Note: This piece was originally posted on the Angry Bear blog.
Late in 2013, a debate about Social Security erupted centering around calls from some progressives to broadly increase Social Security benefits at a time when the program is already financial unsound. We weighed in a few weeks ago, explaining that given the program's existing actuarial shortfall, expanding it with broad-based benefit increases would be misguided (though targeted benefit enhancements may be warranted).
Recently, many policymakers and commentators have called for expanding Social Security benefits rather than slowing the program’s costs, suggesting that the program’s current shortfalls are modest and easily addressed. Below, we answer some questions about Social Security to help explain why many of these calls are misguided.
CBO's Long-Term Budget Outlook contains significant amounts of helpful data on Social Security. However, a lot of the data focus on just the outlays of the program; by contrast, reformers tend to focus more on its overall finances and the state of the trust fund. Today, CBO published some additional information on Social Security, showing both the program's full finances and, importantly, the ranges of uncertainty in their projections.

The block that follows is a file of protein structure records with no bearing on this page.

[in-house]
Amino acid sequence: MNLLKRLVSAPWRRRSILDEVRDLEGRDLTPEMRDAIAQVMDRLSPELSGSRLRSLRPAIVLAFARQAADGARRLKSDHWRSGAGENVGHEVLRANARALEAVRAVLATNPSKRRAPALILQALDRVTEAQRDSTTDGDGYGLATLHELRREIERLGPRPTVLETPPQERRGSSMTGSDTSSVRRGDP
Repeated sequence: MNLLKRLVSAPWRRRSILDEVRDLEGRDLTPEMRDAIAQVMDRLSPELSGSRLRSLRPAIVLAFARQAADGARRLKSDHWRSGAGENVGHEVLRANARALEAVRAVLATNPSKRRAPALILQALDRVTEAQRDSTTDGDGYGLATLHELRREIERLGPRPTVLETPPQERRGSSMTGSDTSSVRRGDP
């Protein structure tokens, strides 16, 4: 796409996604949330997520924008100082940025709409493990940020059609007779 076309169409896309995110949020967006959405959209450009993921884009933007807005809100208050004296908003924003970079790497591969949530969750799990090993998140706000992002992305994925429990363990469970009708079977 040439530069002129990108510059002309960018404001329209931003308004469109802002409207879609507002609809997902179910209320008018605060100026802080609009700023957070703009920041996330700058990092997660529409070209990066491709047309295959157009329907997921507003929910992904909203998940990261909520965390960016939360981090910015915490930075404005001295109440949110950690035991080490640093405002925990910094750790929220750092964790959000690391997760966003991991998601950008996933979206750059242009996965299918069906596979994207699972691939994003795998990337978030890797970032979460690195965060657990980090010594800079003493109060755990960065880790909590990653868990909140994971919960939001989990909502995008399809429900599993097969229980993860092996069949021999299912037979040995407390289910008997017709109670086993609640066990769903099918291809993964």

Yesterday, the Social Security Administration announced that beneficiaries will be receiving a 1.5 percent Cost-of-Living Adjustment (COLA) this year. Although this update is below the 1.7 percent increase provided this year and the 3.6 percent increase provided for 2012, it is reflective of the relatively low inflation experienced over the past year.
Although some argue that policymakers can wait to solve our long-term entitlement problems, CBO's recent Long-Term Budget Outlook suggests otherwise. According to their projections, the Social Security program is in particular trouble -- and much worse than we thought. According to CBO's latest projections, the trust fund will become insolvent three years earlier than what we previously thought, and its long-term funding gap is 50 percent larger.